Connect with us

Rocket League Review

rocket league

Rocket League Review

We’re blasting off again!

Rocket League on Nintendo Switch

Taking the world by storm in 2015, Rocket League continues to be one of the most fascinating ways to play “soccer” in a video game. It’s never a dull moment as vehicular athletes flip through the air and somersault along the ground in this acrobatic sport. And now that it’s on the Switch, the game gains some portability. Rocket League never needed it, but it only adds one more positive element to an already remarkable game.

Rocket League’s port to Nintendo’s newest console is a result of Panic Button, the developer who ported 2016’s Doom onto the Switch earlier this month. Much like Doom, Panic Button has stripped some of the detail from Rocket League in order for it to run more smoothly on the Switch’s hardware. Unlike Doom though, the lack of detail is of very little importance in Rocket League. Admittedly, some of the more detailed arenas (like Champions Field and Neo Tokyo) lose a lot of their sparkle. Neo Tokyo takes a huge hit, the scenery outside the arena’s dome appearing like a conglomerate of polygons. However, considering how fast the cars race (and how infrequently the player is ever looking outside the arena) it’s not really an issue.

Rocket League

The visuals take even more of a nose-dive when playing the game in handheld mode. The colors begin to melt together in the background, making it difficult to discern the positions of the ball and the other players when far away. More than once, I missed an aerial layup or easy freestyle. I rarely attempt such goals from across the field though, and I doubt I’ll start now. The game is fine when docked though. I hit all of my aerial hits when playing on the big screen.

I have roughly 750 hours logged into Rocket League on the Xbox One, so I was a little worried about jumping into the game on Switch and finding no one at my skill level to face. I shouldn’t have worried, as it’s all been taken care of. The Switch version of Rocket League shares servers with the same players on Xbox One and Steam. There are plenty of players of all skill levels, from beginner to veteran, to find online. Best of all, because of this cross-platform play, players never have to worry that they might go online and be met by empty servers.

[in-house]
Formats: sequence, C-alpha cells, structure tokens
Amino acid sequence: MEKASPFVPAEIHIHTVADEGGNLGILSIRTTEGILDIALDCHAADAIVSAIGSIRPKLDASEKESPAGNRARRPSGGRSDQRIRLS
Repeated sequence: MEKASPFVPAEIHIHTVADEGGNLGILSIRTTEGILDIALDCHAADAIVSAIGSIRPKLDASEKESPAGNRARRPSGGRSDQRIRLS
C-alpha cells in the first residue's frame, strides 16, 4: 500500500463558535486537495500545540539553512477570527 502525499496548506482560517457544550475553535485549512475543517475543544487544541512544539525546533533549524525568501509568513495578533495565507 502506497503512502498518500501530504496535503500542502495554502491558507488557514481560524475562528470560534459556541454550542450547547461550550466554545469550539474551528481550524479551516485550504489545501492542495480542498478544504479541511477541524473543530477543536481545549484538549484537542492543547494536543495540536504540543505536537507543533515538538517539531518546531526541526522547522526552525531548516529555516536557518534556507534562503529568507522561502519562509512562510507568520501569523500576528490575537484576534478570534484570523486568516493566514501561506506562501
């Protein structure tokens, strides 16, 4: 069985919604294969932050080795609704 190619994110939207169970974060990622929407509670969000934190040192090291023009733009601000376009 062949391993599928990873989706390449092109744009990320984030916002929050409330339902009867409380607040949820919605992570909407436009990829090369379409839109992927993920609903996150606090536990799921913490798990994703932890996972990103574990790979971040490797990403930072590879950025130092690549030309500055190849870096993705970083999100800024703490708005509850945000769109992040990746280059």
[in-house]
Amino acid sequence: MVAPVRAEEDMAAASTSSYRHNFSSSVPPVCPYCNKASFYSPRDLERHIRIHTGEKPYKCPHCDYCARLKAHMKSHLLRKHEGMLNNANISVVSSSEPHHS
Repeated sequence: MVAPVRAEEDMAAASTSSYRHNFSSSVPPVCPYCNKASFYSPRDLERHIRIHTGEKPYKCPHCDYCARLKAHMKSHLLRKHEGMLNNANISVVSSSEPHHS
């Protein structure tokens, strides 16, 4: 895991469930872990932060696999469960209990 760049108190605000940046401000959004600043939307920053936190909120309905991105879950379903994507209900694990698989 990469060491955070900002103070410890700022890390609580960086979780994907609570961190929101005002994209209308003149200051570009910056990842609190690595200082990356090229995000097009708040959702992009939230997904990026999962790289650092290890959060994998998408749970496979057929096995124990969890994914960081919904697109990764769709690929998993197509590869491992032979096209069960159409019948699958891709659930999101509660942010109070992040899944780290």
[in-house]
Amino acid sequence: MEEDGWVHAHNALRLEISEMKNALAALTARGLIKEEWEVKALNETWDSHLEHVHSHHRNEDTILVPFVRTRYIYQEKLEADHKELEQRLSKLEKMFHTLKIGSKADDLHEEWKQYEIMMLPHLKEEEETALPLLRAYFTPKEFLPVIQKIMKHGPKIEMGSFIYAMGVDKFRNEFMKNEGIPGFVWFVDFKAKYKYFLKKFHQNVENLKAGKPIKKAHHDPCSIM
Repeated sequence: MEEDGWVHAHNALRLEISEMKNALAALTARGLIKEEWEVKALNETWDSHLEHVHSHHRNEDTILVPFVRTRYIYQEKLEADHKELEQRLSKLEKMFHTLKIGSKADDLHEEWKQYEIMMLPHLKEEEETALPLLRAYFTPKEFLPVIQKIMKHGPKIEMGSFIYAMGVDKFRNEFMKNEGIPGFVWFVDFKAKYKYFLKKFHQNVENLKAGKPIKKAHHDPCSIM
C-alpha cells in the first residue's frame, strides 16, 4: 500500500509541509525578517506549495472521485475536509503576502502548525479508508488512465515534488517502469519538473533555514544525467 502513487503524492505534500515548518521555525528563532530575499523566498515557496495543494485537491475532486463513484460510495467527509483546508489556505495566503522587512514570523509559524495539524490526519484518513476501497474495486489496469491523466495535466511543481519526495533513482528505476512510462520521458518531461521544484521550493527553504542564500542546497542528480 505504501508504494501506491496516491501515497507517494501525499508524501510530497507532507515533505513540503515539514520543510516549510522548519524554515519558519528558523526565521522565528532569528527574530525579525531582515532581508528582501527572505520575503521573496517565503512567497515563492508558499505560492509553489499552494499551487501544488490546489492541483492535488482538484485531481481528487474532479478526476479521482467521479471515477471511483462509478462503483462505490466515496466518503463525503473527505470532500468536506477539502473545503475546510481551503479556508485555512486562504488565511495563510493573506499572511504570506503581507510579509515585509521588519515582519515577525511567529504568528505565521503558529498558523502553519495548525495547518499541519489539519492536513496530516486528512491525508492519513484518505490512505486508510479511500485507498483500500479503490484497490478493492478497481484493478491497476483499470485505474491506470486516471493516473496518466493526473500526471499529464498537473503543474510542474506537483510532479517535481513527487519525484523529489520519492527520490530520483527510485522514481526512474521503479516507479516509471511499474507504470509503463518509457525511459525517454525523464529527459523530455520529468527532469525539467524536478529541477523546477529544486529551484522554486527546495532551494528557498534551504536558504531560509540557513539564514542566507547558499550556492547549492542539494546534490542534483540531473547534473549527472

All of Rocket League’s updates throughout the past two years come with this new port. Players get access to every battle car, from the original Octane to the Batmobile. The game modes Hoops (basketball), Snow Day (ice hockey), Rocket Labs, Drop Shot, and Rumble are all there too, as well as the Training mode that allows players to practice different types of shots and defensive moves. Recent updates that made Rocket League significantly easier to play, like see-through goal posts and regulation maps in Competitive, are also all there. If you haven’t played Rocket League since 2015, then this version will be an altogether different beast to what you remembered.

Unique to the Switch version of the game are two new battle cars: NSR and Samus’ Gunship. The former is Mario red when on the orange team and Luigi green when on the blue team. It fires Superstars as its boost trail and makes the Super Mario jumping sound effect when it leaps into the air. It’s adorable. Samus’ Gunship fires the bounty hunter’s signature Wave Beam as its boost trail. It matches Samus’ Varia suit on the orange team and her Gravity suit on blue. Between the two, I’m a bigger fan of Samus’ Gunship. It’s got a tight turn radius, and its flat surface makes it a prime candidate for playing the ball while it’s still in the air. It feels a lot like the Breakout. The NSR handles a lot like the Octane, also having a tight turn radius, but having a tall hit box that makes it a good pick for juggling the ball and striking. The Switch version of the game also comes with both Mario and Luigi hat toppers that can be thrown onto any car.

Rocket League

New cars aren’t all that the Switch version brings to the table. Like I said before, the nature of the Switch allows for play on the go. This includes splitscreen, but, as you can imagine, it’s very difficult to play with two people on such a tiny screen. I wouldn’t recommend it, but it’s nice that the option is there. Gamers can play with any of the Switch’s controllers too. This, surprisingly, includes each player using a single Joycon. Such a tiny controller shouldn’t work, yet, much like Mario Kart 8 Deluxe, it does.

Rocket League on Switch is everything that Rocket League has to offer, with added portability. Some new battle cars help differentiate this port from other versions of the game, but, honestly, Rocket League on Switch would still be fantastic without them. If you’re already a fan of the game, then buying the game again on Switch will allow you to continue your rocket powered shenanigans from anywhere you desire. If you’ve yet to pick up the game, than I highly recommend you start here. It’s unfortunate that you won’t get to see the individual blades of grass on the field curl beneath the wind, but all of the aspects of Rocket League that made it a phenomenon two years ago are all still here. And that’s all that matters.

Score: 4/5 – Great


  • One of the most innovative ways to play soccer.
  • Easy to play with friends at home or on the go.
  • Cute new battle cars.
  • Joycon controls somehow work really well.


  • Poor draw distance makes long goals difficult.

For more information on how we review games, check out Twinfinite’s review policy here.

About the author

Jordan Ramée

A geek by occupation, Jordan attends conventions solely to run into fellow makers, content creators, and artists. When he's not slacking off with a new video game, anime, or graphic novel, he's writing, video editing, or podcasting.
Continue Reading
To Top